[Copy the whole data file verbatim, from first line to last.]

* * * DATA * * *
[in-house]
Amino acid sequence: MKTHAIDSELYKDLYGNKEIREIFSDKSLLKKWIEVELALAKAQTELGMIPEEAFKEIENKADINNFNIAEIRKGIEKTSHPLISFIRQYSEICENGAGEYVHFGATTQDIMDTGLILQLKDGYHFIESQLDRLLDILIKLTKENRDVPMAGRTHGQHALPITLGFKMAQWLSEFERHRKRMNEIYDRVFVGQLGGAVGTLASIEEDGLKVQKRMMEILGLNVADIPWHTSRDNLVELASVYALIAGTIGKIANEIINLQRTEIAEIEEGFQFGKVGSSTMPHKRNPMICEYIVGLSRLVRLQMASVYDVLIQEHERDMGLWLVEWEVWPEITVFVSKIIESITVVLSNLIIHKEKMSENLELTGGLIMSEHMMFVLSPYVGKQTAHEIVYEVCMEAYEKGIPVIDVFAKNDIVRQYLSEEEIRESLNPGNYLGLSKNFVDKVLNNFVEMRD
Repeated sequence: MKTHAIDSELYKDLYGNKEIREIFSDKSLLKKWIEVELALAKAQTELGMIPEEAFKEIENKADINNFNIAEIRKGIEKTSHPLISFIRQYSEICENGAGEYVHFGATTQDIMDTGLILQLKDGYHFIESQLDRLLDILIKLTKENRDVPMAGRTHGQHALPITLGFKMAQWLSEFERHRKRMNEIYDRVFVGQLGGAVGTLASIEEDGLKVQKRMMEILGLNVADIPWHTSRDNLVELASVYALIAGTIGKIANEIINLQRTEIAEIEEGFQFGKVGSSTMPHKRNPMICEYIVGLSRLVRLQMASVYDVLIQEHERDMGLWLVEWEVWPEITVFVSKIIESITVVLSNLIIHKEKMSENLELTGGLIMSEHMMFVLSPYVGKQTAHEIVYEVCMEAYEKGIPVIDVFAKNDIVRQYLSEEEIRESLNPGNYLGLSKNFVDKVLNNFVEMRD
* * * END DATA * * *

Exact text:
[in-house]
Amino acid sequence: MKTHAIDSELYKDLYGNKEIREIFSDKSLLKKWIEVELALAKAQTELGMIPEEAFKEIENKADINNFNIAEIRKGIEKTSHPLISFIRQYSEICENGAGEYVHFGATTQDIMDTGLILQLKDGYHFIESQLDRLLDILIKLTKENRDVPMAGRTHGQHALPITLGFKMAQWLSEFERHRKRMNEIYDRVFVGQLGGAVGTLASIEEDGLKVQKRMMEILGLNVADIPWHTSRDNLVELASVYALIAGTIGKIANEIINLQRTEIAEIEEGFQFGKVGSSTMPHKRNPMICEYIVGLSRLVRLQMASVYDVLIQEHERDMGLWLVEWEVWPEITVFVSKIIESITVVLSNLIIHKEKMSENLELTGGLIMSEHMMFVLSPYVGKQTAHEIVYEVCMEAYEKGIPVIDVFAKNDIVRQYLSEEEIRESLNPGNYLGLSKNFVDKVLNNFVEMRD
Repeated sequence: MKTHAIDSELYKDLYGNKEIREIFSDKSLLKKWIEVELALAKAQTELGMIPEEAFKEIENKADINNFNIAEIRKGIEKTSHPLISFIRQYSEICENGAGEYVHFGATTQDIMDTGLILQLKDGYHFIESQLDRLLDILIKLTKENRDVPMAGRTHGQHALPITLGFKMAQWLSEFERHRKRMNEIYDRVFVGQLGGAVGTLASIEEDGLKVQKRMMEILGLNVADIPWHTSRDNLVELASVYALIAGTIGKIANEIINLQRTEIAEIEEGFQFGKVGSSTMPHKRNPMICEYIVGLSRLVRLQMASVYDVLIQEHERDMGLWLVEWEVWPEITVFVSKIIESITVVLSNLIIHKEKMSENLELTGGLIMSEHMMFVLSPYVGKQTAHEIVYEVCMEAYEKGIPVIDVFAKNDIVRQYLSEEEIRESLNPGNYLGLSKNFVDKVLNNFVEMRD